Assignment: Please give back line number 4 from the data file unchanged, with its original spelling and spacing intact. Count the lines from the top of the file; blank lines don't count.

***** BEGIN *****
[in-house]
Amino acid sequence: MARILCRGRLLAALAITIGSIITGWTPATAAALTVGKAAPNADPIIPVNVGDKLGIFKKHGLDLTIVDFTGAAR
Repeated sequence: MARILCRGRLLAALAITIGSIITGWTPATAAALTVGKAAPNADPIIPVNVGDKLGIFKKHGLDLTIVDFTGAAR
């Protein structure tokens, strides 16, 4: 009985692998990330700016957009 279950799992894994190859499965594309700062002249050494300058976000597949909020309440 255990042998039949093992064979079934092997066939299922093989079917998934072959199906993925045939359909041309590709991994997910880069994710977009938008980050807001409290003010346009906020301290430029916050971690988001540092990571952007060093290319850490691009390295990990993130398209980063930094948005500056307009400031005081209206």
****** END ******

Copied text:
């Protein structure tokens, strides 16, 4: 009985692998990330700016957009 279950799992894994190859499965594309700062002249050494300058976000597949909020309440 255990042998039949093992064979079934092997066939299922093989079917998934072959199906993925045939359909041309590709991994997910880069994710977009938008980050807001409290003010346009906020301290430029916050971690988001540092990571952007060093290319850490691009390295990990993130398209980063930094948005500056307009400031005081209206």